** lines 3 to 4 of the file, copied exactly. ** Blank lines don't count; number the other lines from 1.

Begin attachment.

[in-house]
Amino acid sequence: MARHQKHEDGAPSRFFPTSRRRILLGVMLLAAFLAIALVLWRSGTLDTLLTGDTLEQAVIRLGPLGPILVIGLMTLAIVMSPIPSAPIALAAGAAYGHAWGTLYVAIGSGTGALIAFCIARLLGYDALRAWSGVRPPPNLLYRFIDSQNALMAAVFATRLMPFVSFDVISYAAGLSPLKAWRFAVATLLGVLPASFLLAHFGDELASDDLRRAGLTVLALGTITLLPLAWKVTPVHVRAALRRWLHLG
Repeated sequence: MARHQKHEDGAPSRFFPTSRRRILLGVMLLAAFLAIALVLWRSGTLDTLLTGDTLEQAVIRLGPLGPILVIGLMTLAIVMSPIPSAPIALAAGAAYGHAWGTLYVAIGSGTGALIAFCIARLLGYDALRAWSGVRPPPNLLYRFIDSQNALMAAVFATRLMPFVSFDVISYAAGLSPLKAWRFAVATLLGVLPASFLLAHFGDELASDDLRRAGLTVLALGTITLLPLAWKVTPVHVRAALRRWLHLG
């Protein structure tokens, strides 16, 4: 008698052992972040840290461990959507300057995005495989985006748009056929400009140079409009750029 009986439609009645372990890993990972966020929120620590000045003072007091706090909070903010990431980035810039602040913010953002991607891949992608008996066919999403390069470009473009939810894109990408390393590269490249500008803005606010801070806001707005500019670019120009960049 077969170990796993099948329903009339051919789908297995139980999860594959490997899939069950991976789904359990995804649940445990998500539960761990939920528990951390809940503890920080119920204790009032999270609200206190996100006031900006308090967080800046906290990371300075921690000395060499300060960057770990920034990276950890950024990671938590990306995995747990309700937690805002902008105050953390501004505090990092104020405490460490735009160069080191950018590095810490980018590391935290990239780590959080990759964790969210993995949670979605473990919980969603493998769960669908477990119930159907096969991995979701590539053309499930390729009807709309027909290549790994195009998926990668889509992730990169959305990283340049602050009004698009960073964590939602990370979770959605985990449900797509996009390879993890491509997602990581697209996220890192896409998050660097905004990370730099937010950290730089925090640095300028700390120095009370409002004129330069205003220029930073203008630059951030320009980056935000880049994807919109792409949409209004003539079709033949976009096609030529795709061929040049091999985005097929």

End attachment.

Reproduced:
Repeated sequence: MARHQKHEDGAPSRFFPTSRRRILLGVMLLAAFLAIALVLWRSGTLDTLLTGDTLEQAVIRLGPLGPILVIGLMTLAIVMSPIPSAPIALAAGAAYGHAWGTLYVAIGSGTGALIAFCIARLLGYDALRAWSGVRPPPNLLYRFIDSQNALMAAVFATRLMPFVSFDVISYAAGLSPLKAWRFAVATLLGVLPASFLLAHFGDELASDDLRRAGLTVLALGTITLLPLAWKVTPVHVRAALRRWLHLG
């Protein structure tokens, strides 16, 4: 008698052992972040840290461990959507300057995005495989985006748009056929400009140079409009750029 009986439609009645372990890993990972966020929120620590000045003072007091706090909070903010990431980035810039602040913010953002991607891949992608008996066919999403390069470009473009939810894109990408390393590269490249500008803005606010801070806001707005500019670019120009960049 077969170990796993099948329903009339051919789908297995139980999860594959490997899939069950991976789904359990995804649940445990998500539960761990939920528990951390809940503890920080119920204790009032999270609200206190996100006031900006308090967080800046906290990371300075921690000395060499300060960057770990920034990276950890950024990671938590990306995995747990309700937690805002902008105050953390501004505090990092104020405490460490735009160069080191950018590095810490980018590391935290990239780590959080990759964790969210993995949670979605473990919980969603493998769960669908477990119930159907096969991995979701590539053309499930390729009807709309027909290549790994195009998926990668889509992730990169959305990283340049602050009004698009960073964590939602990370979770959605985990449900797509996009390879993890491509997602990581697209996220890192896409998050660097905004990370730099937010950290730089925090640095300028700390120095009370409002004129330069205003220029930073203008630059951030320009980056935000880049994807919109792409949409209004003539079709033949976009096609030529795709061929040049091999985005097929």